“Susana Salgado’s sixth grader was one student the district had hoped to recruit. Instead, he sat out the summer program.
The boy struggled with virtual learning last school year, falling behind academically amid technical issues and other hurdles. Last spring, Salgado found out he was flagged as a good candidate for summer school.
With the district opting to automatically promote all elementary students to the next grade, the Summer Bridge was not a requirement, officials explained, but would be a chance to get caught up ahead of the new school year.
Then Salgado found out the program would not be offered at James Otis World Language Academy, the West Side school her son attends. She says the school could not tell her which campus would host that program. It also wasn’t clear if he would receive a computer to do summer school work. And the family would be on the hook to provide transportation. (Otis did host in-person and virtual extended school year programs for students with disabilities and a program for English learners.)
Salgado says COVID safety was a major concern for her family, which had decided to stick with remote learning when campuses reopened for some in-person instruction last spring. What safety measures would the district take during summer school? And could she trust an unfamiliar school to implement them?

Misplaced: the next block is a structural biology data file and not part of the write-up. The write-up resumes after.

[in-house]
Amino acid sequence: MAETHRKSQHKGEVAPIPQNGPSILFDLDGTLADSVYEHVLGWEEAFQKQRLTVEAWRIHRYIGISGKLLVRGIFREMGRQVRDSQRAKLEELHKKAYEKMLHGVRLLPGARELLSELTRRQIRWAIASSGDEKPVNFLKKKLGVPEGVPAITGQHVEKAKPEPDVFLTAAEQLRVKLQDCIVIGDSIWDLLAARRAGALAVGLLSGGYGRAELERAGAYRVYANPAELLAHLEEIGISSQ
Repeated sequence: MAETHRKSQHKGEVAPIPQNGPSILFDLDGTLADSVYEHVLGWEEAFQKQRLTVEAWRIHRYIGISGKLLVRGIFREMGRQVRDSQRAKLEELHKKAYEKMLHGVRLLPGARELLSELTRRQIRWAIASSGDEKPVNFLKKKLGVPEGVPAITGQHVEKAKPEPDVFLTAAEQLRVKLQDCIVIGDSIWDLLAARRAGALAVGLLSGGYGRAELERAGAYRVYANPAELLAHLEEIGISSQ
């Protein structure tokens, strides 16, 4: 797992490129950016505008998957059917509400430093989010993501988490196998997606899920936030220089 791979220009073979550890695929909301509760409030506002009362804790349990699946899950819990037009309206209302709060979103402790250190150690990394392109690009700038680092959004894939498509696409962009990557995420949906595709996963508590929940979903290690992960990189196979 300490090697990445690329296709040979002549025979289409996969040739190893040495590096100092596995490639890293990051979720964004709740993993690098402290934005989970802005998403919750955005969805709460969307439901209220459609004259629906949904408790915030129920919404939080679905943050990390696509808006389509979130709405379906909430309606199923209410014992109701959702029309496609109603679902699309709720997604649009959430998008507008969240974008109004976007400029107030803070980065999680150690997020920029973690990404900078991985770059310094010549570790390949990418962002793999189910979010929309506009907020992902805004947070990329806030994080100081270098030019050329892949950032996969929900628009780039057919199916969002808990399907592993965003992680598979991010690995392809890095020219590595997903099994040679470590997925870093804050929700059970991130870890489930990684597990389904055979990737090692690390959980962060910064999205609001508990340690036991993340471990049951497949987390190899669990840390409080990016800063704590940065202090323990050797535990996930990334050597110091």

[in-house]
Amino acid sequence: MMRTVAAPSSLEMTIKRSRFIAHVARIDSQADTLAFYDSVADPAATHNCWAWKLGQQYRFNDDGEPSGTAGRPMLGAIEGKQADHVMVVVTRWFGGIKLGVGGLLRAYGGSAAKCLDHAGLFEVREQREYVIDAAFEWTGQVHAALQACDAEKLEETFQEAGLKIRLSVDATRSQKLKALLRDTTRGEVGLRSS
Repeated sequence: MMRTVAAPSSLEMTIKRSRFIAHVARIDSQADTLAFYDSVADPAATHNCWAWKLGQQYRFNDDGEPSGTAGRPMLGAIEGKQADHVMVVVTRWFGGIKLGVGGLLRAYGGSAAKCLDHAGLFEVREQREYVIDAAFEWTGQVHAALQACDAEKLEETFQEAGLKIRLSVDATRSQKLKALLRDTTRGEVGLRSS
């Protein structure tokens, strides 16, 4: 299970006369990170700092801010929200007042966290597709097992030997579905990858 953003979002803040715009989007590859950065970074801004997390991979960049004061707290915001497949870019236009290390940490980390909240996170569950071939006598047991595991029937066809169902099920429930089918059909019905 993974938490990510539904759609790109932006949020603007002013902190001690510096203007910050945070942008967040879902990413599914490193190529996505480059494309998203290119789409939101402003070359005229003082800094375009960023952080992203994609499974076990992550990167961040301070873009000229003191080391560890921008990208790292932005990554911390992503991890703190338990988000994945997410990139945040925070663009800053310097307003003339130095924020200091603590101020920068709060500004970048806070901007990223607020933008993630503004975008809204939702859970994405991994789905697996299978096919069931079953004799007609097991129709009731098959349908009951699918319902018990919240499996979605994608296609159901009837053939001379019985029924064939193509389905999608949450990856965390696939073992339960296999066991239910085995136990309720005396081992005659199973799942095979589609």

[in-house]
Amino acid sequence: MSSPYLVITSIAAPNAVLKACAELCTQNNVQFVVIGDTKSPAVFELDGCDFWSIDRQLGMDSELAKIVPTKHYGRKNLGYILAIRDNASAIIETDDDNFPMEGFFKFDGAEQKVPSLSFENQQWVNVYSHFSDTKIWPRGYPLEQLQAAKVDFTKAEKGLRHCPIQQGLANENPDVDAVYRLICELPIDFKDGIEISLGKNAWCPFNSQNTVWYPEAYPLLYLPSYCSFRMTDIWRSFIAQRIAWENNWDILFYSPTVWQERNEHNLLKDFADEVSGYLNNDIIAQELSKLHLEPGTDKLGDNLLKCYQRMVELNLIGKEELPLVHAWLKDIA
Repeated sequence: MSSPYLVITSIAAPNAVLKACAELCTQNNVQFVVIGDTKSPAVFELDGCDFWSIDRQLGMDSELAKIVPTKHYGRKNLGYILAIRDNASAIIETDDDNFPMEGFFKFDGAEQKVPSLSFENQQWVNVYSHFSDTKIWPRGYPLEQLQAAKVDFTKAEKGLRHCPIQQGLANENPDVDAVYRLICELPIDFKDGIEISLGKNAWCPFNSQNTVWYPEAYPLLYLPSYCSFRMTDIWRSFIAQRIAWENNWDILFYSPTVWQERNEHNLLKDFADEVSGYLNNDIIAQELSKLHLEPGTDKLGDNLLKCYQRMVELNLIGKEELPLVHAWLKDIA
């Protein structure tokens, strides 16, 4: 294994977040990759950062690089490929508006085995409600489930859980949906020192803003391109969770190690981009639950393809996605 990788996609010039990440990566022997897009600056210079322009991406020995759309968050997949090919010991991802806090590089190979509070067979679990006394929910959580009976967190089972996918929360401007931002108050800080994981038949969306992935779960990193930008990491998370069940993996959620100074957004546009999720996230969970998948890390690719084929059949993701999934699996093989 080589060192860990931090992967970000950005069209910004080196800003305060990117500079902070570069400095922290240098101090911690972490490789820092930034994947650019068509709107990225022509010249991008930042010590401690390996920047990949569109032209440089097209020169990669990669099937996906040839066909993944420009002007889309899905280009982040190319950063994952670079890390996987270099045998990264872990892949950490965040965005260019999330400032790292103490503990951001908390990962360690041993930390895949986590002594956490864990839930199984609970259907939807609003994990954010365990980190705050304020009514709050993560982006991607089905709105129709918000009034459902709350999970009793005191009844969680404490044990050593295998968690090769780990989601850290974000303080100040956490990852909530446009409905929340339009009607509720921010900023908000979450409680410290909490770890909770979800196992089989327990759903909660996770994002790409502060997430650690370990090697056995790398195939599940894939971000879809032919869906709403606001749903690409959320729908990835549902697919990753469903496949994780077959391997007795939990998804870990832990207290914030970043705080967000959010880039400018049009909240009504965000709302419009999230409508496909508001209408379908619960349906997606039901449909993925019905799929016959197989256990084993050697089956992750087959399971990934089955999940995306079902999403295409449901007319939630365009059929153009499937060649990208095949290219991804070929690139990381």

‘We decided we wouldn’t attend — even if our child repeats his classes,’ she said in Spanish. ‘I know of many parents who told me the same thing. It was a difficult situation. But safety is the most important thing for our family.’
Districts across the country set out to expand and rethink summer school last spring to start reengaging students such as Salgado’s son, many of them tapping federal dollars from President Biden’s American Rescue Plan.”
Read full article here.